Interested in a print?
No, we’re not talking about reproduction prints. Don't be ridiculous. We’re referring to cutting designs into a linoleum sheet, which are then painted with a roller and pressed onto paper, aka, a cheeky little linocut.
Similar to woodcuts, linocuts are created by using different blocks to layer colour. But, if you come across an artist referring to their piece as ‘reductive’, it means they’ve used one piece of linoleum to add colour. The artist then cleans and cuts away the linoleum they don’t want to be imprinted. Confused? We are a little, too. Alas, it’s no easy feat creating a linocut.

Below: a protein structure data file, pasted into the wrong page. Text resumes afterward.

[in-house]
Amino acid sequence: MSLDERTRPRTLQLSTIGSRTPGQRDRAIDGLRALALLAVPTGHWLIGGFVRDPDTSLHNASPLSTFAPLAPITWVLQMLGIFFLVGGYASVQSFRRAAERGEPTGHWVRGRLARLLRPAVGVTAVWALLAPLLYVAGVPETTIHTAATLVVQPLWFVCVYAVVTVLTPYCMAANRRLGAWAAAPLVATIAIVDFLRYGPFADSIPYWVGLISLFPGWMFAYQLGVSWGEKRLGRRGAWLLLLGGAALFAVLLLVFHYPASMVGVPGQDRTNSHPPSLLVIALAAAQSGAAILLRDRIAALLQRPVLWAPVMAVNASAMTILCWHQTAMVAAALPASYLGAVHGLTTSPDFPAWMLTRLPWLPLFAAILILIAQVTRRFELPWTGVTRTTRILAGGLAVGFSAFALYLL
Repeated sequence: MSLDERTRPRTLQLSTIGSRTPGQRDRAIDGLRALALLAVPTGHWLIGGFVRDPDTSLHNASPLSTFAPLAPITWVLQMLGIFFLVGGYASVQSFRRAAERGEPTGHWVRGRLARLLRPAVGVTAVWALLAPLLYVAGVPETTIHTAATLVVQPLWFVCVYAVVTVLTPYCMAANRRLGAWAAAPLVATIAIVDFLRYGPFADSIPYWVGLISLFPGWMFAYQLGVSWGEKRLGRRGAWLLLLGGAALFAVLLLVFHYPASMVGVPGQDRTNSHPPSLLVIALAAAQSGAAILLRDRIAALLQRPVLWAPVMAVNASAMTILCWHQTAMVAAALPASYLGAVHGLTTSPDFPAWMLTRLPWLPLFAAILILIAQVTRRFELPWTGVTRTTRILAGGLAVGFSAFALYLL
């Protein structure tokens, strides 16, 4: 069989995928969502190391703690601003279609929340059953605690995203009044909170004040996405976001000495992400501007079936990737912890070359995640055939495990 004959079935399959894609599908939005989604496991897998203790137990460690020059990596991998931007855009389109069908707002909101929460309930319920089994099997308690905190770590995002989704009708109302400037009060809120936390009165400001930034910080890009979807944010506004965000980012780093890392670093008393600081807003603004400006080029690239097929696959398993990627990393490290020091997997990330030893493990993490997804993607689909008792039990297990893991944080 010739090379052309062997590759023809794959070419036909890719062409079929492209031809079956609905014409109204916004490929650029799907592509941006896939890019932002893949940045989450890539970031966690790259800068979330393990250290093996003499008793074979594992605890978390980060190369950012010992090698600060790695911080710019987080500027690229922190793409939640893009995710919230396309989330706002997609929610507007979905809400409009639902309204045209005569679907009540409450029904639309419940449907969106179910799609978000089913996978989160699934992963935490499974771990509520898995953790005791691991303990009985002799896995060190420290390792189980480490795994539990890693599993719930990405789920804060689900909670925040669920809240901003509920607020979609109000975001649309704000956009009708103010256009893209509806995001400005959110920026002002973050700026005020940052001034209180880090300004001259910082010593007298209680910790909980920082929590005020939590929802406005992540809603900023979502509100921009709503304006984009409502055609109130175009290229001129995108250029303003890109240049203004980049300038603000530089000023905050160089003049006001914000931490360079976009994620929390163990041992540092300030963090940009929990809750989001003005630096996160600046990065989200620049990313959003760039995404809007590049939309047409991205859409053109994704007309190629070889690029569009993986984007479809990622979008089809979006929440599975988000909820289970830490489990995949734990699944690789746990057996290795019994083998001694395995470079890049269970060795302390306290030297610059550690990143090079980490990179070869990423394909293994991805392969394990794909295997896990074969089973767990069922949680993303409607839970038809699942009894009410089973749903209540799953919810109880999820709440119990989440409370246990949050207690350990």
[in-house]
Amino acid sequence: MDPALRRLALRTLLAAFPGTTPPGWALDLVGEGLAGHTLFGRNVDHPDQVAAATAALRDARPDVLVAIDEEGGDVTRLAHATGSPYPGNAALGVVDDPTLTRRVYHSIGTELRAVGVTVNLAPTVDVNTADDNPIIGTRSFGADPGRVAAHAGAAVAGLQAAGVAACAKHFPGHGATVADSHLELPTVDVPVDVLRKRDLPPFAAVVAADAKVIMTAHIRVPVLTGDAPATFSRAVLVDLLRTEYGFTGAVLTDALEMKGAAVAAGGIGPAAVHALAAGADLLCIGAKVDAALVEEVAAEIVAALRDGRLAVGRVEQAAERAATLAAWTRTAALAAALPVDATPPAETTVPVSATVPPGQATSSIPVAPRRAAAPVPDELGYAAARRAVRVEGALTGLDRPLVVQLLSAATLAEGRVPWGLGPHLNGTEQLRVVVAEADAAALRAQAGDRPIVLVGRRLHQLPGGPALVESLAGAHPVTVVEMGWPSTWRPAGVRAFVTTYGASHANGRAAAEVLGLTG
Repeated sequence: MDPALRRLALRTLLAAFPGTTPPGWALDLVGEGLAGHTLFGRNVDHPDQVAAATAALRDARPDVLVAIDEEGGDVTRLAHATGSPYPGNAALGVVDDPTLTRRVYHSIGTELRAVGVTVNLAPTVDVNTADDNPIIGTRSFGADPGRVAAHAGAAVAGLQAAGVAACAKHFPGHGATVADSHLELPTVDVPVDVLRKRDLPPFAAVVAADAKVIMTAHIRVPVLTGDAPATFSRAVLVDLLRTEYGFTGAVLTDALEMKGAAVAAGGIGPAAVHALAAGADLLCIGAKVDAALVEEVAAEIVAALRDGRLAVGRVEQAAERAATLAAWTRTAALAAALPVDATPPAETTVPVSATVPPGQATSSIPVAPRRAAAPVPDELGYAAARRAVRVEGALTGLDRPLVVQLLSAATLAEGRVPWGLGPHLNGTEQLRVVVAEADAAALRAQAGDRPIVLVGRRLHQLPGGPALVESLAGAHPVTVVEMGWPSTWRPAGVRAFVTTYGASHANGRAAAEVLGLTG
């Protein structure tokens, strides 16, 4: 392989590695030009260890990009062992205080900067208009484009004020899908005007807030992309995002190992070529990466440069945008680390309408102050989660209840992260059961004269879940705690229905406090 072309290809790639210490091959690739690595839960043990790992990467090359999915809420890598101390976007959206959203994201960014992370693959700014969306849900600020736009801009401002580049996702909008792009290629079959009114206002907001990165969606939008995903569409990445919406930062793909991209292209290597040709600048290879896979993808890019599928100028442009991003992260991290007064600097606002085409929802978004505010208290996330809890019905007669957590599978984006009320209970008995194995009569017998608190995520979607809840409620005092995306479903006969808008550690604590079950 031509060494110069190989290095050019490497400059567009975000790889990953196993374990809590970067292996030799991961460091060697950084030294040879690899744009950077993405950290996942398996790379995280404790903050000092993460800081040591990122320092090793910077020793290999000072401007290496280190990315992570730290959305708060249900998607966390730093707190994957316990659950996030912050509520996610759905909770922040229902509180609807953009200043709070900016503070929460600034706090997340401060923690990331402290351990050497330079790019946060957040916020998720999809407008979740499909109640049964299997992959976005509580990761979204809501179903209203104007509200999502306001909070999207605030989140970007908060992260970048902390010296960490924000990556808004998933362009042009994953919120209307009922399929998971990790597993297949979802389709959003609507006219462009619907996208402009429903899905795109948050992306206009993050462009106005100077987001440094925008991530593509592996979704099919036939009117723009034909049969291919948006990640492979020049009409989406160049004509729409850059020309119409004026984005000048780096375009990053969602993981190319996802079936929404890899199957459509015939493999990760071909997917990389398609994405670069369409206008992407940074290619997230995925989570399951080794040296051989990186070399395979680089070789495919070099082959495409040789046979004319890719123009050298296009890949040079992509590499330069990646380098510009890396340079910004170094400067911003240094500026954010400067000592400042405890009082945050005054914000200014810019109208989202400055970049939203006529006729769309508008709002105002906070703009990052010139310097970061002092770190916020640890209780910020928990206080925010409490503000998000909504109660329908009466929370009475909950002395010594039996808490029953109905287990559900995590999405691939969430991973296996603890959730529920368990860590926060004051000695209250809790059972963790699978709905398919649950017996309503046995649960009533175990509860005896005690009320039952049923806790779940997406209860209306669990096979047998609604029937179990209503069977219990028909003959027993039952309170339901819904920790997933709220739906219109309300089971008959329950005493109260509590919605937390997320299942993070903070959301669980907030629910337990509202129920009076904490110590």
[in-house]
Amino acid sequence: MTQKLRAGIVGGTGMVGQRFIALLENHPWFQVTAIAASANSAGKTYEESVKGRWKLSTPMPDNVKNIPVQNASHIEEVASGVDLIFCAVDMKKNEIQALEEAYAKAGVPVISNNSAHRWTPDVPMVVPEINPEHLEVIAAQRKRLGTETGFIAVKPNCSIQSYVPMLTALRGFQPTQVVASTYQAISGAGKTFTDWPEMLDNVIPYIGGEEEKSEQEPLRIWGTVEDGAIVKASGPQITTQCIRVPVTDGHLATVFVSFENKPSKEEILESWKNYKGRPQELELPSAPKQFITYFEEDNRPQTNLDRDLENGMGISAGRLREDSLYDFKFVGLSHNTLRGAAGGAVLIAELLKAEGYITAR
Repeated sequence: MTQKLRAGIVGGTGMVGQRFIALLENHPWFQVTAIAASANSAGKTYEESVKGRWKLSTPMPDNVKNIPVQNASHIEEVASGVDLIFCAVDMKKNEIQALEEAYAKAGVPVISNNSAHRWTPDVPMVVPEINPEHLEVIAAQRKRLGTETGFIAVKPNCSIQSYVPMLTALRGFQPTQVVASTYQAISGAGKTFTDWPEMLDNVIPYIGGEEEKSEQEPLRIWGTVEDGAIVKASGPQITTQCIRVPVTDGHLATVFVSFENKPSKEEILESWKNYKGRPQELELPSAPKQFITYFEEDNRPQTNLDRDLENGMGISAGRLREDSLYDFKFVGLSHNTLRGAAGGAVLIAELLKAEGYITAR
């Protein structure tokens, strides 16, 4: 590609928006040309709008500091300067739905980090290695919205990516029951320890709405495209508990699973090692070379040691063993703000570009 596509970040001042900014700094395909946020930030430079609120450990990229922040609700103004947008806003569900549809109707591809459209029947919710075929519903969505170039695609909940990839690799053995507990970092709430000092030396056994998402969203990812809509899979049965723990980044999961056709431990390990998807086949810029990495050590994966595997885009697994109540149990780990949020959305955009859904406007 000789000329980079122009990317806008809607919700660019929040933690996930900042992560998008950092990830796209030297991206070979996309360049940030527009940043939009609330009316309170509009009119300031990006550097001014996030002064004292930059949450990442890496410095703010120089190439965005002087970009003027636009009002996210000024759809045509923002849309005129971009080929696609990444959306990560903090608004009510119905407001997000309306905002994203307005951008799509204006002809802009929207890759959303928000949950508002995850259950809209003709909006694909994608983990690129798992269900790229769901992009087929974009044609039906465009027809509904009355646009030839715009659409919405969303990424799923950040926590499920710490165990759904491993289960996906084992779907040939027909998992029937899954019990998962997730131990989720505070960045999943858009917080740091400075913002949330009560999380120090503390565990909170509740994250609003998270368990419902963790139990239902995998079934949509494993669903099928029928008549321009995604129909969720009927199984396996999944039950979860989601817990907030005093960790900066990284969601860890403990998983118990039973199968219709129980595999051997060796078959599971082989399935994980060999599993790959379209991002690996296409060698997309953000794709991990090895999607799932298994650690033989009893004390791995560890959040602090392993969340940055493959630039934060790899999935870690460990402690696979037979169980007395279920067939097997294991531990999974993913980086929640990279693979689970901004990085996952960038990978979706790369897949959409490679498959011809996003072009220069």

Beginning in the early 20th century, linocuts were made popular by Picasso and Matisse. The medium is a little quirky, that’s for sure. But, considering the detail and effort that goes into each piece, they are well worth their printing cred.